Narrowing portfolio choices

Today most executives analyze their investments on a case-by-case basis. Few companies go beyond a project’s NPV, and they rarely connect the predicted cash flows of a new project to the future cash flows of the rest of the portfolio. Without such a link, however, it is at best difficult to draw conclusions about the financial performance of the whole company. One corporation found that while a specific proposal would not on its own generate positive NPV, synergies with other plants would make the investment quite attractive. Executives would not have realized which conditions would be necessary to make this investment a success if they had paid attention only to the stand-alone view.

It is possible, however, to construct a spreadsheet-based model to evaluate the financial performance of each future real asset—alone and in combination with others—in each future market scenario.3 This analysis should plot each particular portfolio combination that meets both acceptable levels of risk (Exhibit 2) and executives’ expectations of returns. Obviously, a portfolio with high NPV and low risk is more favorable than one with low NPV and high risk. The most desirable portfolios have a higher NPV than all other portfolios but with the same or a lower level of risk.4


In our experience, the process of defining key performance indicators for value and risk and developing a detailed description of constraints for investments can be challenging, since often there are many possible indicators and implicit constraints that are difficult to reconcile. In each case where a company made these assumptions explicit, however, the right course to pursue with a given portfolio option became clearer to executives. One power-generation company found an explicit definition of its risk tolerance useful as a way to sharpen its perspective on risk and return trade-offs in near-term portfolio decisions. In the end, the company adjusted its industry perspective toward emission trading, changed its midterm investment plan to defer some projects while speeding up others, and incorporated risk exposure in its criteria for strategy development.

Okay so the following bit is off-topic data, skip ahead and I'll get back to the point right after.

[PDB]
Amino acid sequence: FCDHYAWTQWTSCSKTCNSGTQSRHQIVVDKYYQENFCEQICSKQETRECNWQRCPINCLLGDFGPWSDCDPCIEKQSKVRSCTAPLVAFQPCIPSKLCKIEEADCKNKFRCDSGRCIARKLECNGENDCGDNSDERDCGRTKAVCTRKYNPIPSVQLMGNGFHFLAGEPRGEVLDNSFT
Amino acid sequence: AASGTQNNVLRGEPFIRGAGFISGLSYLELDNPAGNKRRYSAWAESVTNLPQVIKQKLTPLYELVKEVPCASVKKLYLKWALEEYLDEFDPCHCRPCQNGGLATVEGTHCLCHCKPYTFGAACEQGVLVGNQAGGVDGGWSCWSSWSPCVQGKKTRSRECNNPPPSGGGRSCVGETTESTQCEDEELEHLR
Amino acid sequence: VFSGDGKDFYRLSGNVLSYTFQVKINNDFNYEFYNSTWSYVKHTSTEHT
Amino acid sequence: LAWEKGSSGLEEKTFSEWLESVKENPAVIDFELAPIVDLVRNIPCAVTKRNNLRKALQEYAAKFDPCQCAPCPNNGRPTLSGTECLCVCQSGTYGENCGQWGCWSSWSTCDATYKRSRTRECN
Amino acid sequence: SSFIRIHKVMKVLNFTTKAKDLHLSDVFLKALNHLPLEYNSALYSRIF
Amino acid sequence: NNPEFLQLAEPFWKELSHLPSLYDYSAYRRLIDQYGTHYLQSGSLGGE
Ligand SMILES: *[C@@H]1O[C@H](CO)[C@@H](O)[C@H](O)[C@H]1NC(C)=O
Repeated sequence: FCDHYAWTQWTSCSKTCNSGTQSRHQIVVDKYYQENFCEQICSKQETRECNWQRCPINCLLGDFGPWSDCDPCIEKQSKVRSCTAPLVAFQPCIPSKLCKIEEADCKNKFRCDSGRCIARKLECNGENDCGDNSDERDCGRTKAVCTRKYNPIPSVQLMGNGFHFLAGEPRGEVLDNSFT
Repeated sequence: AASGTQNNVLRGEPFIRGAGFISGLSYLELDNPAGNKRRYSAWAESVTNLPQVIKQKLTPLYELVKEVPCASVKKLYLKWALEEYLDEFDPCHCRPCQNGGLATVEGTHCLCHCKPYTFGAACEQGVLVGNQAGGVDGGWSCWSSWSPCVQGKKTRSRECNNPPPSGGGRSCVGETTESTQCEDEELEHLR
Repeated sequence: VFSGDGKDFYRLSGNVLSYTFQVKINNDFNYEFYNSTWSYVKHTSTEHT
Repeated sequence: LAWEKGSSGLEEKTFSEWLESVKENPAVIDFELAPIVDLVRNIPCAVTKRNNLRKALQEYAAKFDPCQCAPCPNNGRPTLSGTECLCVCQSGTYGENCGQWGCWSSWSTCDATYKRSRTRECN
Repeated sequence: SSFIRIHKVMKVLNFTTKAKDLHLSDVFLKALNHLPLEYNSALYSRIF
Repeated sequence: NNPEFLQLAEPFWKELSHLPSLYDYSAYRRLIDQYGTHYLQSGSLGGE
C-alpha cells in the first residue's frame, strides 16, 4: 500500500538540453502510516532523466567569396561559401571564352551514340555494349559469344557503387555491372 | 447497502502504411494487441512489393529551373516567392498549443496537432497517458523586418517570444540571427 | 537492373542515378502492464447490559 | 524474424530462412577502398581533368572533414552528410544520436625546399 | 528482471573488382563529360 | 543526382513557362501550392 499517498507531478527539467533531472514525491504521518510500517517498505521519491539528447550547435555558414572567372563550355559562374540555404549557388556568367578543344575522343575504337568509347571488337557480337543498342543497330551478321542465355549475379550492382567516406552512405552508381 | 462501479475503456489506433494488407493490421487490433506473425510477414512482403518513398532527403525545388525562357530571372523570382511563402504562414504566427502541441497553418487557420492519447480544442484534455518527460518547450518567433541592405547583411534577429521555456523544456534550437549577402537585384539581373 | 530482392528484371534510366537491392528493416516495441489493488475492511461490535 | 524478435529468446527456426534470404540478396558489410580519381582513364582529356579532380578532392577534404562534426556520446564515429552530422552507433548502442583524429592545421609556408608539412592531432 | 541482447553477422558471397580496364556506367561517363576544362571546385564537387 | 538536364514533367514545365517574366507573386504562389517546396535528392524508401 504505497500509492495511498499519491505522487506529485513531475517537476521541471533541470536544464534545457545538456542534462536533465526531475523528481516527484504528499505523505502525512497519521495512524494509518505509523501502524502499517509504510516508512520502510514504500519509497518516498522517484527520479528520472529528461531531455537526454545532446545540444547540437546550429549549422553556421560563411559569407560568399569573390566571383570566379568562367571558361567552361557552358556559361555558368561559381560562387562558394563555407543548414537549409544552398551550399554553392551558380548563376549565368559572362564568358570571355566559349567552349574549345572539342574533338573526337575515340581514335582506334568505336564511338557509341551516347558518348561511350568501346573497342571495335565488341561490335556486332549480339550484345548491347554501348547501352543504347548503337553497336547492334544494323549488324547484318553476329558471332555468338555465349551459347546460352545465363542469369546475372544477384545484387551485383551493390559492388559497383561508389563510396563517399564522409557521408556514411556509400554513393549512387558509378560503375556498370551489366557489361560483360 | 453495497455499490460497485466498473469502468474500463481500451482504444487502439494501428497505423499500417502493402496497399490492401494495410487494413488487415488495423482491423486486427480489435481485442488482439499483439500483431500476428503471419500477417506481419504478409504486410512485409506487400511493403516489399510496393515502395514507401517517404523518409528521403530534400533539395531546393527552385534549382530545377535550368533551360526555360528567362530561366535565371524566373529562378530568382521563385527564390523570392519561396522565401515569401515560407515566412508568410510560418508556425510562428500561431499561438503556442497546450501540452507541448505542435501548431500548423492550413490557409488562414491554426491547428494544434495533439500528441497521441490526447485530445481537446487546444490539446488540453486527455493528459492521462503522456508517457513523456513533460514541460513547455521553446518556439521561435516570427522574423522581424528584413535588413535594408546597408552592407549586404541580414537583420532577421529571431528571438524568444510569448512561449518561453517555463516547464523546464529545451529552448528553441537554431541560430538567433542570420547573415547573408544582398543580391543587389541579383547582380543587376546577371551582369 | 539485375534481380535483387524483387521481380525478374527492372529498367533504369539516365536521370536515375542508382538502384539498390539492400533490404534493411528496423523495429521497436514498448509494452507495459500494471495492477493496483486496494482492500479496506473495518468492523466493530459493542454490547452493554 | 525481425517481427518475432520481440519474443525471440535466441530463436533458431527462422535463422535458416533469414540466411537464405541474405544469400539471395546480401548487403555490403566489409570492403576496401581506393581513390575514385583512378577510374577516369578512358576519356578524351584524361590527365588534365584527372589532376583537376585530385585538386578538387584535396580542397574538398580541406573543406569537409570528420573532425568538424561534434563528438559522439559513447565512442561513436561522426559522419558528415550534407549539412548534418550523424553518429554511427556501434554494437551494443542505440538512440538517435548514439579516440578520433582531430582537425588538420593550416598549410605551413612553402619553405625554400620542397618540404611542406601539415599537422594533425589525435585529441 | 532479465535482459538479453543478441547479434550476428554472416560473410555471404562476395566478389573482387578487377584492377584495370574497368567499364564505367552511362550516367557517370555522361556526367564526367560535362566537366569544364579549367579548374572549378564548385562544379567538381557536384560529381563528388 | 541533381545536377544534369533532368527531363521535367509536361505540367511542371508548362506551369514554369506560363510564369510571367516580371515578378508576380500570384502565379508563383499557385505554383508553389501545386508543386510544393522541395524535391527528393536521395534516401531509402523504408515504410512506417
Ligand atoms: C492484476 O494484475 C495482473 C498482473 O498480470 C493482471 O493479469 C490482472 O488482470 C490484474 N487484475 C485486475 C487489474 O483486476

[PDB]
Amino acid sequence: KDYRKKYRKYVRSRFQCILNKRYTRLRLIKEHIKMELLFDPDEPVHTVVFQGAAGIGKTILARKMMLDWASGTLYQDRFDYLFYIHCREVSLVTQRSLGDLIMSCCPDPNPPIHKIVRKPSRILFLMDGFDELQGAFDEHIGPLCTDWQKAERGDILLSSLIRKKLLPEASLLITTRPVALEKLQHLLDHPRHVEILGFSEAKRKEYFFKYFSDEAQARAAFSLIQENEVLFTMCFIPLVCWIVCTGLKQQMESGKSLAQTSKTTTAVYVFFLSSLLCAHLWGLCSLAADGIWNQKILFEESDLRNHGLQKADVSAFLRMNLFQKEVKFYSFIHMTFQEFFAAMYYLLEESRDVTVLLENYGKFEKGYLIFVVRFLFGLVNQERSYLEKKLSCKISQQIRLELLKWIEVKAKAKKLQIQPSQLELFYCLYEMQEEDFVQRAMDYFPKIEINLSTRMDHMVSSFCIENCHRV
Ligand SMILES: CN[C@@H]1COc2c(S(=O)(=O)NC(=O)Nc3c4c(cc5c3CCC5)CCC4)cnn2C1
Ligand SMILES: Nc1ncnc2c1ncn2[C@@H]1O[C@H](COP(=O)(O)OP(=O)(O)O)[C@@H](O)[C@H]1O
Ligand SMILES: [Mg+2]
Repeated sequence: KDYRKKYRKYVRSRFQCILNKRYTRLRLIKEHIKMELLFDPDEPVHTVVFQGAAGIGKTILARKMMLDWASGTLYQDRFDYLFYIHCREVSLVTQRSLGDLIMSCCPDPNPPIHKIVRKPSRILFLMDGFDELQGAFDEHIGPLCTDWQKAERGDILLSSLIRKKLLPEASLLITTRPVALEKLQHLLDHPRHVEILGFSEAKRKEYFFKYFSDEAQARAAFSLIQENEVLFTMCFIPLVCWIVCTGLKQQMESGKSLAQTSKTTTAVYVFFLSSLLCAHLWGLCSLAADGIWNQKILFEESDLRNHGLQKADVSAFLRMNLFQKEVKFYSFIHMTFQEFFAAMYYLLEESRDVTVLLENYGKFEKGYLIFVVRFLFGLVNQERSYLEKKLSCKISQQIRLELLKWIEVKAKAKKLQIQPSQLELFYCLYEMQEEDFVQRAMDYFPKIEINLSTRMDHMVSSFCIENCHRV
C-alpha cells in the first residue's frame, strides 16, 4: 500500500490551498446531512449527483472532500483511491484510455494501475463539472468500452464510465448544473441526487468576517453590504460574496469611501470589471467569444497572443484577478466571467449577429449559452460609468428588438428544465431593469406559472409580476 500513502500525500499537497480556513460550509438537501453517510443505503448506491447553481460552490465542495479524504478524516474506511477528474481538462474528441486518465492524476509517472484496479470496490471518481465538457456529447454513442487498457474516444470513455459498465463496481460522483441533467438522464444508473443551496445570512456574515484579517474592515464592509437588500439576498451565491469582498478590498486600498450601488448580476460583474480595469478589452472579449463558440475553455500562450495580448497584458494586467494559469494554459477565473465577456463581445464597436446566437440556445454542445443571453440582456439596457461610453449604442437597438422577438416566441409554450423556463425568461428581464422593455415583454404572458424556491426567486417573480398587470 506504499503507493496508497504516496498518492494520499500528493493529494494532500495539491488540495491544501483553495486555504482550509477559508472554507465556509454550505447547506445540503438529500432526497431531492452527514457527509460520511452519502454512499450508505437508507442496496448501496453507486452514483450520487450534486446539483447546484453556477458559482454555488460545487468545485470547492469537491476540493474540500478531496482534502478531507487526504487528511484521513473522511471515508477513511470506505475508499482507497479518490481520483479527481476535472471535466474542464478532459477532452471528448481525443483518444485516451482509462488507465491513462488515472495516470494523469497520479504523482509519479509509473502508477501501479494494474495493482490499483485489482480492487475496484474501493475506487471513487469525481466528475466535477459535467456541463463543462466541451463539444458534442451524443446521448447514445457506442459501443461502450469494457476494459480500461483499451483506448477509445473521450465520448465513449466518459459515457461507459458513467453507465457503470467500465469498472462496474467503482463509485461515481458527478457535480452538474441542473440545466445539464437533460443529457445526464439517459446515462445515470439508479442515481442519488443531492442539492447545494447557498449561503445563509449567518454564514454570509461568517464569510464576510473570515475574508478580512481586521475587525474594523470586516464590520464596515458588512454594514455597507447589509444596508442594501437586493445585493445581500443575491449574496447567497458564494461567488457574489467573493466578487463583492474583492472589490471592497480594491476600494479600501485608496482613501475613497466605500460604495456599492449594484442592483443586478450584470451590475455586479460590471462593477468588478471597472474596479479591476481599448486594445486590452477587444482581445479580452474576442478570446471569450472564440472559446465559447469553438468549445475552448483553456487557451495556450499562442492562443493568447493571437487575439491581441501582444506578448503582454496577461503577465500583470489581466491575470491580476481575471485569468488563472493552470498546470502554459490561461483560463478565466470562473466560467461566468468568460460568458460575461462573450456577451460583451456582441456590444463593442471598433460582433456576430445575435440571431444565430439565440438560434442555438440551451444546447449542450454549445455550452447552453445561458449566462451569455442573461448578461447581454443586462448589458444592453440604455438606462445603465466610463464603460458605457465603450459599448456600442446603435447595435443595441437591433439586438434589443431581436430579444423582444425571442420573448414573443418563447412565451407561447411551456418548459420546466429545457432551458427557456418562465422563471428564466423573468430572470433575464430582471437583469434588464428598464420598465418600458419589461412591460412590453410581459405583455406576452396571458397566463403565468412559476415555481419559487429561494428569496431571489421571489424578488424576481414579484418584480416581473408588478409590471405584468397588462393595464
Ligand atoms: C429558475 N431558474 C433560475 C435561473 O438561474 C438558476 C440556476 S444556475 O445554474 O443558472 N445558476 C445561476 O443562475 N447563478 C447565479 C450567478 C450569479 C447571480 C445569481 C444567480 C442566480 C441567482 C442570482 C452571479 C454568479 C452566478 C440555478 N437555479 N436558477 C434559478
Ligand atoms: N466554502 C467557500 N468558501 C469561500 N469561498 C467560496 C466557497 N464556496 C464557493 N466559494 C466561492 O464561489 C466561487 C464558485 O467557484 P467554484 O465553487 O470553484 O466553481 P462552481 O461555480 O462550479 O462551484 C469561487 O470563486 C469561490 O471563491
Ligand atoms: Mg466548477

Making individual portfolio decisions

With a range of portfolios clearly identified, an eager management team might be tempted to narrow the pool further—down to the most attractive single portfolio. The benefit of identifying the best portfolio is questionable, however, because time will inevitably alter the outcome. When the company achieves its ten-year aspirations—a reasonable duration, given the time it takes to bring a plant on line—those goals could be five years out of date.

Adding one more layer of analysis can solve that dilemma. Because the most promising individual assets are likely to be part of a large number of possible future portfolios, companies can use a straightforward analysis to review all of the acceptable options. If a certain investment project were part of, say, 98 percent of all portfolios close to the efficient frontier, then managers could confidently invest in that asset as a short-term, no-regrets move (Exhibit 3).


The benefit of this type of spreadsheet model is that managers can rerun the model periodically to alter investment decisions as conditions change instead of committing themselves to a single portfolio of investments for the long term. Executives can see a portfolio as a strategic direction rather than as a fixed plan to be followed for decades to come, thus allowing for periodic revisions while making individual short-term investment decisions. A power-generation company might make decisions to invest in gas-fired power plants today, for example, but could reasonably postpone investments in coal-fired plants until uncertainties with respect to the Kyoto Protocol have been resolved. Of course, it is wise to confirm the profitability of all individual projects before becoming committed to them.

Companies in capital-intensive industries face incredibly complex investment decisions. An approach using thorough optimization-based analysis can clarify trade-offs between risks and returns, produce a flexible portfolio strategy that responds to uncertainty, and ensure that investments are recouped in the long term.

About the author(s)

Boris Galonske is a consultant in McKinsey’s Düsseldorf office, Stephan Görner is an associate principal in the Munich office, and Volker Hoffmann is a consultant in the Stuttgart office.

This article was first published in the Autumn 2004 issue of McKinsey on Finance. Visit McKinsey’s corporate finance site to view the full issue.